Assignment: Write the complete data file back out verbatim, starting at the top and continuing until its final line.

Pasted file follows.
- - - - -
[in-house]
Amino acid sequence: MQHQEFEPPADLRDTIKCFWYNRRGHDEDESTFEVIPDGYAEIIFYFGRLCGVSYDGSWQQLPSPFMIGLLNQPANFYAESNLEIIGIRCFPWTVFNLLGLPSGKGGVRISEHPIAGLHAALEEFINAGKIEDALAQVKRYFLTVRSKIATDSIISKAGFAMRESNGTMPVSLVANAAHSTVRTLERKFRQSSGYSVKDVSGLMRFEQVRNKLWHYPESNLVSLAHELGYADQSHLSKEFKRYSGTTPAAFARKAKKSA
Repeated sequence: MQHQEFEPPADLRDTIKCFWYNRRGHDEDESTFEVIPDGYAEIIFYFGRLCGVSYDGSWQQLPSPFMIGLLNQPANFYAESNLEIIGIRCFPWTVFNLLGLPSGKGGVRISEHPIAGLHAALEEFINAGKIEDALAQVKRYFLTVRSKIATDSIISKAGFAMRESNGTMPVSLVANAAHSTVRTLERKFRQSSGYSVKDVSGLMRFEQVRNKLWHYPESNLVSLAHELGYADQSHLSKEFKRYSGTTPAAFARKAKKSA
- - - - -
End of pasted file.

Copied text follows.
[in-house]
Amino acid sequence: MQHQEFEPPADLRDTIKCFWYNRRGHDEDESTFEVIPDGYAEIIFYFGRLCGVSYDGSWQQLPSPFMIGLLNQPANFYAESNLEIIGIRCFPWTVFNLLGLPSGKGGVRISEHPIAGLHAALEEFINAGKIEDALAQVKRYFLTVRSKIATDSIISKAGFAMRESNGTMPVSLVANAAHSTVRTLERKFRQSSGYSVKDVSGLMRFEQVRNKLWHYPESNLVSLAHELGYADQSHLSKEFKRYSGTTPAAFARKAKKSA
Repeated sequence: MQHQEFEPPADLRDTIKCFWYNRRGHDEDESTFEVIPDGYAEIIFYFGRLCGVSYDGSWQQLPSPFMIGLLNQPANFYAESNLEIIGIRCFPWTVFNLLGLPSGKGGVRISEHPIAGLHAALEEFINAGKIEDALAQVKRYFLTVRSKIATDSIISKAGFAMRESNGTMPVSLVANAAHSTVRTLERKFRQSSGYSVKDVSGLMRFEQVRNKLWHYPESNLVSLAHELGYADQSHLSKEFKRYSGTTPAAFARKAKKSA